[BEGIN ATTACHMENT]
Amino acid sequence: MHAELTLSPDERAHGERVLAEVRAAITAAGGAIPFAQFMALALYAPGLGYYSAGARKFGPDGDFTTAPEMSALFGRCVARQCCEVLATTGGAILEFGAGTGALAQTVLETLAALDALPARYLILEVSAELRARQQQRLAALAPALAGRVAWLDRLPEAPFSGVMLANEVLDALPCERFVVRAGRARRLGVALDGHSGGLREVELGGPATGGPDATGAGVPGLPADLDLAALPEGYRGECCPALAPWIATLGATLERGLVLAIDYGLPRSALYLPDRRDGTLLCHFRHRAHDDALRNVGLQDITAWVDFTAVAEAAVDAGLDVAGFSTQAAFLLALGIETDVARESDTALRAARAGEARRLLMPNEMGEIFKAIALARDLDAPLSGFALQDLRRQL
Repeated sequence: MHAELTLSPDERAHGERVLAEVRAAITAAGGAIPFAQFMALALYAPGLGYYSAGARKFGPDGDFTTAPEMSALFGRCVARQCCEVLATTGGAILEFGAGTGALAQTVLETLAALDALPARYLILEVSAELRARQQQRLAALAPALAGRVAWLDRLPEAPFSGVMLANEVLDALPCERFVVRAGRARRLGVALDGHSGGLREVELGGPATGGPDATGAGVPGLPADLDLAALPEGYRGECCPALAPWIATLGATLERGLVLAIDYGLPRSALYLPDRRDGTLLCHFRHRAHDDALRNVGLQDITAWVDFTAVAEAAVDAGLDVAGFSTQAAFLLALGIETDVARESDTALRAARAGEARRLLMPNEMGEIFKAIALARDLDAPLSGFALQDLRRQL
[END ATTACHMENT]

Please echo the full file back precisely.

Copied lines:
Amino acid sequence: MHAELTLSPDERAHGERVLAEVRAAITAAGGAIPFAQFMALALYAPGLGYYSAGARKFGPDGDFTTAPEMSALFGRCVARQCCEVLATTGGAILEFGAGTGALAQTVLETLAALDALPARYLILEVSAELRARQQQRLAALAPALAGRVAWLDRLPEAPFSGVMLANEVLDALPCERFVVRAGRARRLGVALDGHSGGLREVELGGPATGGPDATGAGVPGLPADLDLAALPEGYRGECCPALAPWIATLGATLERGLVLAIDYGLPRSALYLPDRRDGTLLCHFRHRAHDDALRNVGLQDITAWVDFTAVAEAAVDAGLDVAGFSTQAAFLLALGIETDVARESDTALRAARAGEARRLLMPNEMGEIFKAIALARDLDAPLSGFALQDLRRQL
Repeated sequence: MHAELTLSPDERAHGERVLAEVRAAITAAGGAIPFAQFMALALYAPGLGYYSAGARKFGPDGDFTTAPEMSALFGRCVARQCCEVLATTGGAILEFGAGTGALAQTVLETLAALDALPARYLILEVSAELRARQQQRLAALAPALAGRVAWLDRLPEAPFSGVMLANEVLDALPCERFVVRAGRARRLGVALDGHSGGLREVELGGPATGGPDATGAGVPGLPADLDLAALPEGYRGECCPALAPWIATLGATLERGLVLAIDYGLPRSALYLPDRRDGTLLCHFRHRAHDDALRNVGLQDITAWVDFTAVAEAAVDAGLDVAGFSTQAAFLLALGIETDVARESDTALRAARAGEARRLLMPNEMGEIFKAIALARDLDAPLSGFALQDLRRQL